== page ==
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Review: JACK! PLAYING IS BELIEVING..., Chickenshed Theatre

Jack goes into a video game and finds more than he expected

Review: JACK! PLAYING IS BELIEVING..., Chickenshed Theatre

Review: JACK! PLAYING IS BELIEVING..., Chickenshed Theatre Jack is that kid. We remember them from school - always on their own, disengaged, head down, overly invested in a solitary hobby, an easy target for bullies. Still disentangling our own emotional lives, we might not join in with the cruelty, but we don't help much either, at least not unprompted, and such individuals fade, not without a little guilt from our older selves, from our minds quite soon.

Not this Jack though. He trades a handheld console in the future where it is a sought-after piece of classic kit, for three lives in The Beanstalk video game into which he climbs, choosing avatar guides (who, like most people one meets in real life, are both less and more than they appeared to be). There he takes on challenges level by level, meets a giant who is strangely familar, delivers enough cash to set his family back on its feet again and finds the self-esteem anyone needs to get through the days, weeks, years ahead. It's one part Tron, one part the traditional story and one part Star Wars.

This being Chickenshed, it's one whole part everyone, a great cavalcade of young people pouring on to the stage to act, dance and sing with still more upstairs playing an eclectic and catchy score. Such inclusion (and we're talking hundreds here) has been the hallmark of this company's work for years, its Christmas extravaganza an annual highlight.

It was a special pleasure this year to attend a matinee packed with primary school parties who went through the full range of excitement during the show from nervous chatter in anticipation, to wide-eyed and open-mouthed amazement at monsters and video effects to wildly appreciative clapping at the curtain. But, whether it's a first visit to a show or a thousandth, there's plenty to applaud in this production.

If we lost a little in storytelling clarity, we gained much in the episodic plotting which meant no kid was allowed a moment's drift in attention as the next scene was just around the corner and almost certainly more spectacular than the previous one. It was a day few would forget.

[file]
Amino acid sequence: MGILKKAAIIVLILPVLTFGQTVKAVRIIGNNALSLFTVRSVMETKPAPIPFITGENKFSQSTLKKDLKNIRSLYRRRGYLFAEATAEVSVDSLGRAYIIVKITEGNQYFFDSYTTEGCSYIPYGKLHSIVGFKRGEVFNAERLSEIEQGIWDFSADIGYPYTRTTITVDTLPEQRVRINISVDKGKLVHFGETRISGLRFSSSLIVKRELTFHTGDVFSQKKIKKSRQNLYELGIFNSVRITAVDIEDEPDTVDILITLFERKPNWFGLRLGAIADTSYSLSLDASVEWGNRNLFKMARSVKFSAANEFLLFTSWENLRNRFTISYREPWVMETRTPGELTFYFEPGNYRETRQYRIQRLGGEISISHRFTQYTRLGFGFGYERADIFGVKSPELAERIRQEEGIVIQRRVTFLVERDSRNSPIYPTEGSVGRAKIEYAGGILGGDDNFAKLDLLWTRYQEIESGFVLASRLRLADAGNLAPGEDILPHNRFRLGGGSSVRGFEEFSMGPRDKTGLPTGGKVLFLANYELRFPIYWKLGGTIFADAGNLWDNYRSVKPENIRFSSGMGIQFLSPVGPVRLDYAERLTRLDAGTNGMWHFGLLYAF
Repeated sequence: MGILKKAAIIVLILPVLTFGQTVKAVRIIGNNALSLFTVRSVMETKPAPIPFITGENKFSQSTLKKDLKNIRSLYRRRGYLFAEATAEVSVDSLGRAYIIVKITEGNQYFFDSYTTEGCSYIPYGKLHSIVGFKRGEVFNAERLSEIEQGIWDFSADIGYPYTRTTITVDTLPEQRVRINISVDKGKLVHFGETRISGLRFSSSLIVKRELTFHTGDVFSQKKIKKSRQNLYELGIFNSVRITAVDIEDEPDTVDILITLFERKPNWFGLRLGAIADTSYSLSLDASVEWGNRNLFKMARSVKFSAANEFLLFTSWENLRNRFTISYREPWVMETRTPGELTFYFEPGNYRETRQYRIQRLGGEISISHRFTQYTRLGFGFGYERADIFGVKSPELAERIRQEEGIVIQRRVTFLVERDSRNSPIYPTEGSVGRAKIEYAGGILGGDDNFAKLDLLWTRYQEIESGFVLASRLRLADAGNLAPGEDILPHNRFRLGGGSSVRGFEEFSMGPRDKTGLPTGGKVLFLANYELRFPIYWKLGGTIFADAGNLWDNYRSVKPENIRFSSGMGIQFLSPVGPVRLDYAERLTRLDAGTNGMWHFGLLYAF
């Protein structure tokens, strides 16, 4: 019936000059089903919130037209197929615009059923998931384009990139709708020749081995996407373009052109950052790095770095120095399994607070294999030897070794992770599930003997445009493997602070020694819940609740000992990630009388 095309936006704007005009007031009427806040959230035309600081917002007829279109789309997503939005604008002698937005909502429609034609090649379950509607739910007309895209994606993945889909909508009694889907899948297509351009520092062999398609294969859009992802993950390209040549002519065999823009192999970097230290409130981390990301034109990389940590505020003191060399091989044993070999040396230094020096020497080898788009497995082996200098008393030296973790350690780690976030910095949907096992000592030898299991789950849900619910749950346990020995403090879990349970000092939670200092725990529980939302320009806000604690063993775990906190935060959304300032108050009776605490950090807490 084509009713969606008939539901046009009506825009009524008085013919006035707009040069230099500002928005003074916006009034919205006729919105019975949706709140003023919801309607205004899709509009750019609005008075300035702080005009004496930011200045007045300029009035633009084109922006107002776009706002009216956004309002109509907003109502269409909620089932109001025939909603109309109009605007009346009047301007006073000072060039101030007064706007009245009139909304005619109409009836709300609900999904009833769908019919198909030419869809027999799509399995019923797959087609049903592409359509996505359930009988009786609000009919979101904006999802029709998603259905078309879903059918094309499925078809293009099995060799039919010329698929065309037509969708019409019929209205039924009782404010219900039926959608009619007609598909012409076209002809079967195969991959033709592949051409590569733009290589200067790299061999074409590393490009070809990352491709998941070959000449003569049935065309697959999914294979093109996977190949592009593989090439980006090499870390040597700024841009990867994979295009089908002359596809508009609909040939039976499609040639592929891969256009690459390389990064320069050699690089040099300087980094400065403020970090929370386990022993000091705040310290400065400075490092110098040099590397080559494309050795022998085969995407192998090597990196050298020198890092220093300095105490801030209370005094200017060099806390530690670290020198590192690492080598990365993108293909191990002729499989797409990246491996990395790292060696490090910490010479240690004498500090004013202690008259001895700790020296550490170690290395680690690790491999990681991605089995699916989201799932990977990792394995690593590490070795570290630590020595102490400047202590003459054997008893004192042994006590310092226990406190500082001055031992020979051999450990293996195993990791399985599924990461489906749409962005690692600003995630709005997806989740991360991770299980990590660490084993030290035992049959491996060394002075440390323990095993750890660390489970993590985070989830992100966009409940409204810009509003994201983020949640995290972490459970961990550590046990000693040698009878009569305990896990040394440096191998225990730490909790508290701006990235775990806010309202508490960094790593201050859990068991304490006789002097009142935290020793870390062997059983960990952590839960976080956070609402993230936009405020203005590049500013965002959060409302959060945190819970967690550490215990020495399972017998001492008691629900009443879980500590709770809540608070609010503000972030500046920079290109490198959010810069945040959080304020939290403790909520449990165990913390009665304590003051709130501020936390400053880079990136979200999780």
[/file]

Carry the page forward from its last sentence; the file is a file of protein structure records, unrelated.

With everyone involved a student, graduate or teacher of Chickenshed, it's a rare chance to see a slogan made real before your very eyes - Theatre Changing Lives. As with all such ventures, costs are rising and funding, especially state support, is falling. It's impossible to see what theatre is doing up at the end of the Piccadilly Line (and on other locations around the world) and think that there are more effective ways to spend money in education. Go see the show and you'll know what I mean.

In the spirit of the show, here's the cast and creatives included in the review - not forgetting the multitudes who join them for every show in the run.

Jack - Hector Dogliani

Lil'un - Sylvie Hammersley-Fox
Mum - Lauren Cambridge
Fred - Will Laurence
Tech support 1 - Michael Bossisse
Tech support 2 - Bethany Hamlin
Dance Avatar - Gabriel Palmer
Dance Boss 1 - Courtney Dayes
Dance Boss 2 - Amber Ogunsanya
Monster Boss - Demar Lambert
Pinball Wizard - Ashley Driver
Pinball Avatar - Cara McInanny
Giant - Jonny Morton


Script and Music by Dave Carey

Directed by Michael Bossisse, Bethany Hamlin, Cara McInanny and Robin Shillinglaw

Set and Lighting design - Andrew Caddies

Sound and projection - Phil Haines

Costume design and wardrobe Emma Gale

Production Manager - Zeeta Jacobs

Jack! Playing Is Believing... is at Chickenshed Theatre until 7 January

Photo Credit: Chickenshed

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